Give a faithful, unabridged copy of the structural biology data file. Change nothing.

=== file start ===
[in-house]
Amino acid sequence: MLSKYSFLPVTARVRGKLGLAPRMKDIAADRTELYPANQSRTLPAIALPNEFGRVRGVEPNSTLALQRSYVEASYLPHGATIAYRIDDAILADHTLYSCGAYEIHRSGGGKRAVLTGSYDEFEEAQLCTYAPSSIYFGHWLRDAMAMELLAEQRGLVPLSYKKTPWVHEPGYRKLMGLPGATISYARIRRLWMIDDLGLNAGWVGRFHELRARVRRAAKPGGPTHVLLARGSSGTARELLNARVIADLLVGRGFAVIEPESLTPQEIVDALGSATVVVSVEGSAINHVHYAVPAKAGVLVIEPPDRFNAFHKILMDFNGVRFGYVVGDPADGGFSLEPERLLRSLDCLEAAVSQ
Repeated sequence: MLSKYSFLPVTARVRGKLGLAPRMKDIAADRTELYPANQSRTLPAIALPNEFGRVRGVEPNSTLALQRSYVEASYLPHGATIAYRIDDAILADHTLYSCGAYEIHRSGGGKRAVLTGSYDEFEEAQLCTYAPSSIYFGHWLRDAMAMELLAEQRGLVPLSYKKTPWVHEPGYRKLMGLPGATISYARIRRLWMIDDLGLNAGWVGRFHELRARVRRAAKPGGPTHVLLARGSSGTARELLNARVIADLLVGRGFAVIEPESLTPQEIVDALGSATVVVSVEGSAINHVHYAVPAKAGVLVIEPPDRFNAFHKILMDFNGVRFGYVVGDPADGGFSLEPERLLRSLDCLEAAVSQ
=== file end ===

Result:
[in-house]
Amino acid sequence: MLSKYSFLPVTARVRGKLGLAPRMKDIAADRTELYPANQSRTLPAIALPNEFGRVRGVEPNSTLALQRSYVEASYLPHGATIAYRIDDAILADHTLYSCGAYEIHRSGGGKRAVLTGSYDEFEEAQLCTYAPSSIYFGHWLRDAMAMELLAEQRGLVPLSYKKTPWVHEPGYRKLMGLPGATISYARIRRLWMIDDLGLNAGWVGRFHELRARVRRAAKPGGPTHVLLARGSSGTARELLNARVIADLLVGRGFAVIEPESLTPQEIVDALGSATVVVSVEGSAINHVHYAVPAKAGVLVIEPPDRFNAFHKILMDFNGVRFGYVVGDPADGGFSLEPERLLRSLDCLEAAVSQ
Repeated sequence: MLSKYSFLPVTARVRGKLGLAPRMKDIAADRTELYPANQSRTLPAIALPNEFGRVRGVEPNSTLALQRSYVEASYLPHGATIAYRIDDAILADHTLYSCGAYEIHRSGGGKRAVLTGSYDEFEEAQLCTYAPSSIYFGHWLRDAMAMELLAEQRGLVPLSYKKTPWVHEPGYRKLMGLPGATISYARIRRLWMIDDLGLNAGWVGRFHELRARVRRAAKPGGPTHVLLARGSSGTARELLNARVIADLLVGRGFAVIEPESLTPQEIVDALGSATVVVSVEGSAINHVHYAVPAKAGVLVIEPPDRFNAFHKILMDFNGVRFGYVVGDPADGGFSLEPERLLRSLDCLEAAVSQ